Control in games is one of the first direct points of opinion someone has. Its a direct presentation of how a game is going to feel and play. There are games that people pick up because they look cool, only to be immediately turned off by the controls, the Monster Hunter series being a prominent example. Monster Hunter has a very obtuse control scheme. A game series that was mostly handheld focused until the release of Monster Hunter World, even seasoned vets of the series complain about the controls from time to time. Given there are still a few camera adjustment options, however, it still retains its fluidity in movement and combat. After a little bit (a few hours or so) of practice, anyone can pick up a Long Sword and begin slashing up Rathlos ankles and mounting Great Jaggis. Survival Horror games look at that, and toss the camera controls out into the dumpster.
Tanks A Lot
Most survival horror use what are fondly known as “Tank Controls.” The idea is that, regardless of camera angle or character orientation, up walks forwards, down walks backwards, and left and right rotate left and right. This kind of set up immediately adds tension and stress on the player, making movement a calculated expenditure rather than something to be forgotten about. You cannot control the exact way your character moves, like in an action game, but more so a set direction. When adding turning to this, you tend to go in more of an arc than a pinpoint motion. Your character can sometimes turn on a dime, but it’s usually assigned to another button. To add to this limit, most characters cannot move and shoot at the same time. You have to hold a button to stop, have your character raise their weapon, then press another button to fire. Even if the game allows you to move and fire, like in Dino Crisis and Silent Hill, this is often a poor choice. Moving around and shooting in these games is often a last ditch effort to save yourself from bad positioning, not to be used as a part of your combat repertoire. It’s not fluid, it’s not intuitive, and it will get you killed, but that’s the point. The idea is to not give the player all of the intended movement options within a play space, making them consider their options carefully before doing something.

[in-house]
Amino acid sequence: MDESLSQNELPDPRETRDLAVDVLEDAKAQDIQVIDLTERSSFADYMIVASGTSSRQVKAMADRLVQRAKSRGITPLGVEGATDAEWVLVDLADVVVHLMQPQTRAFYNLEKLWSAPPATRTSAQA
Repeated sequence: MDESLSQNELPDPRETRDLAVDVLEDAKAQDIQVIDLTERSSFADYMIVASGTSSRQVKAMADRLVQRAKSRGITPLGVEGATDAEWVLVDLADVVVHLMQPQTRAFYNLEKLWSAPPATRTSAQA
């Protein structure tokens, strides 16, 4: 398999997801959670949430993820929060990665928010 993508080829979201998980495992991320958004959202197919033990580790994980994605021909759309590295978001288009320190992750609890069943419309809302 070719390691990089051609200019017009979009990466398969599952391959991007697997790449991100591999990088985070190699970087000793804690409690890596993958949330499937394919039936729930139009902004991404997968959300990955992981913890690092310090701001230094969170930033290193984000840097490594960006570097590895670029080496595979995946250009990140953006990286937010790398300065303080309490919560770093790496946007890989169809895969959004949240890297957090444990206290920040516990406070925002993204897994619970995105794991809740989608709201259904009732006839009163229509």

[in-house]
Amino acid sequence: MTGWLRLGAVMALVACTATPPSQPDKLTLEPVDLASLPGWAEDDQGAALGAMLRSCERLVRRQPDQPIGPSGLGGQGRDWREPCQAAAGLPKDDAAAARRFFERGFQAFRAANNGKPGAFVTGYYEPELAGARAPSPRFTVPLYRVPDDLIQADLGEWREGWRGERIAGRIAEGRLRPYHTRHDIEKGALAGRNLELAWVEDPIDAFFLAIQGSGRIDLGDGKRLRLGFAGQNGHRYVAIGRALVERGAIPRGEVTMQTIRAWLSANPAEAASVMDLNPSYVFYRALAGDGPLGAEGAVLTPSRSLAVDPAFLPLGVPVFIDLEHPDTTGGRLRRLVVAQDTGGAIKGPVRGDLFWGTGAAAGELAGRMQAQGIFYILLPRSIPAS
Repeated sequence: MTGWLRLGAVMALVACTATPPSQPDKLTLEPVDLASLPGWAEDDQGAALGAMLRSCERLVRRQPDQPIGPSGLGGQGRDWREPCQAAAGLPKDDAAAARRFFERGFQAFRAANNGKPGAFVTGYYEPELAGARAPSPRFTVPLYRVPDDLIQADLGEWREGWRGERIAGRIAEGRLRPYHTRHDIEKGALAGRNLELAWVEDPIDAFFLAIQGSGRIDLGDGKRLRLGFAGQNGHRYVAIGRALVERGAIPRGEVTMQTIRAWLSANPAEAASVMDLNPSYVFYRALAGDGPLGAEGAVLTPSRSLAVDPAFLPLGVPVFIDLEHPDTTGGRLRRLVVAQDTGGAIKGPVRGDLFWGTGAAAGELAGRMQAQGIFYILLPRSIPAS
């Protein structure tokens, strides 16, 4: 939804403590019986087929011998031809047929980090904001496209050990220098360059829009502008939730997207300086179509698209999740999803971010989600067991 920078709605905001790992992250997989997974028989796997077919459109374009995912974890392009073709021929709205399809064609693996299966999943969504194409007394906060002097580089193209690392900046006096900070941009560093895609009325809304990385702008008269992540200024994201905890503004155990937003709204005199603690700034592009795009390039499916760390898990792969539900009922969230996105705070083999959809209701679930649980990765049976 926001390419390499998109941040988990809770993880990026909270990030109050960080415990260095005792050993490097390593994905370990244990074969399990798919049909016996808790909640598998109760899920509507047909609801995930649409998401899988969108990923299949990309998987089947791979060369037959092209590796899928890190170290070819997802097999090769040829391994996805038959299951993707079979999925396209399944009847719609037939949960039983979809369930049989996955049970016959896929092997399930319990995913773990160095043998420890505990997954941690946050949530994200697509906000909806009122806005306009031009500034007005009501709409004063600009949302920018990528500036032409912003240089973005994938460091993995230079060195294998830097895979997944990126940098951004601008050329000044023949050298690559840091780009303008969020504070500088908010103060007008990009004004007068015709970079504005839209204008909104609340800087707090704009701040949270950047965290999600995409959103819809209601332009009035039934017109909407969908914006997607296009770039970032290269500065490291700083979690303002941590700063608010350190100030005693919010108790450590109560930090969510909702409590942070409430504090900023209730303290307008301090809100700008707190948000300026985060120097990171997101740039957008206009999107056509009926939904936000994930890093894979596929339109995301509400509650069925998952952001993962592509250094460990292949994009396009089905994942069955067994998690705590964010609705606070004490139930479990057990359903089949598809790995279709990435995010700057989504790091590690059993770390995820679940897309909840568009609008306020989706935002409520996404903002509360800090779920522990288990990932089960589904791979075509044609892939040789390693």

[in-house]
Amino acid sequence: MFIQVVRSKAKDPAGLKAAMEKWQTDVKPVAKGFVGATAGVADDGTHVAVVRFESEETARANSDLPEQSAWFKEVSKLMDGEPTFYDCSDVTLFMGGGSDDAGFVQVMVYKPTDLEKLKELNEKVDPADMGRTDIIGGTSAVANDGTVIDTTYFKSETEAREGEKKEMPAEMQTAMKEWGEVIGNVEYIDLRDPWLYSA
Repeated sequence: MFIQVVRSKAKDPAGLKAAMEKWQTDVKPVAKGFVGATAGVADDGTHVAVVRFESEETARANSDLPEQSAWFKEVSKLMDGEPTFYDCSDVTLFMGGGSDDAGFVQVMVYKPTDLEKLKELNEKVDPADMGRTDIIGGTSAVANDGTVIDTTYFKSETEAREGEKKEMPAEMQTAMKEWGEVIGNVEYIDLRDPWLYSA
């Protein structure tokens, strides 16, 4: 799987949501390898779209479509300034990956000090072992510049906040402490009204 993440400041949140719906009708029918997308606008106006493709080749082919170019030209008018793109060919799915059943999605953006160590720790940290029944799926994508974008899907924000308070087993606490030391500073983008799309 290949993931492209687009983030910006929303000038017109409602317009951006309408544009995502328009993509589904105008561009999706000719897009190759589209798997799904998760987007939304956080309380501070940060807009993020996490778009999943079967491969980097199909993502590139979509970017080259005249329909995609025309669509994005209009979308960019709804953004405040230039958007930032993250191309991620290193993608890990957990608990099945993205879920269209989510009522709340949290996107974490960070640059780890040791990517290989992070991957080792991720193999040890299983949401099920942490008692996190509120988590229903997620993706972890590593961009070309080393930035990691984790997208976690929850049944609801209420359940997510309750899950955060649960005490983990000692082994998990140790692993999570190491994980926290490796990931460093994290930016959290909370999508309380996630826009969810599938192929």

Another differentiating feature of survival horror games is resource management. Most games have your typical health management along with another kind of resource, like ammo or mana. Survival Horror games not only have you balancing out your health, but you ammo, healing supplies, puzzle pieces and your weapons. You can usually carry only a limited number of items on your person, so every time you have to switch an item out, it becomes a conundrum. “Do I bring my handgun and shotgun with ammo for each, or do I go it with just one in case I run into more resources?” or “Can I really hold off on using my last health item even though I might be one hit away from death?” Questions like this constantly assault you, combined with the overall rarity of consumables and ammunition. Traditionally, health is usually displayed on the main game screen, so that the player can watch it while they are playing. Survival horror games tend not to have HUDs, so player health is shown in non-traditional ways. Since most of the perspective of the Resident Evil series comes from various camera angles, the developers decided that, after the first game had next to no indicators for player health on the actual model (the only way to check was in the inventory screen), Capcom implemented a quick reference for player injury. If your character was perfectly healthy, they would move around normally. If they were injured, they would hold their side but still move at a normal pace. If they were one hit away from death, they would hold their side and slowly limp around. Dead Space uses the player character’s suit to display not only health, but inventory, maps, ammo count and everything else. Jurassic Park: Trespasser has the player’s health displayed on a tattoo on their player model. These are only so reliable, and for a good reason: dicey numbers when it comes to your character’s life creates tension and atmosphere.
That Feeling in the Air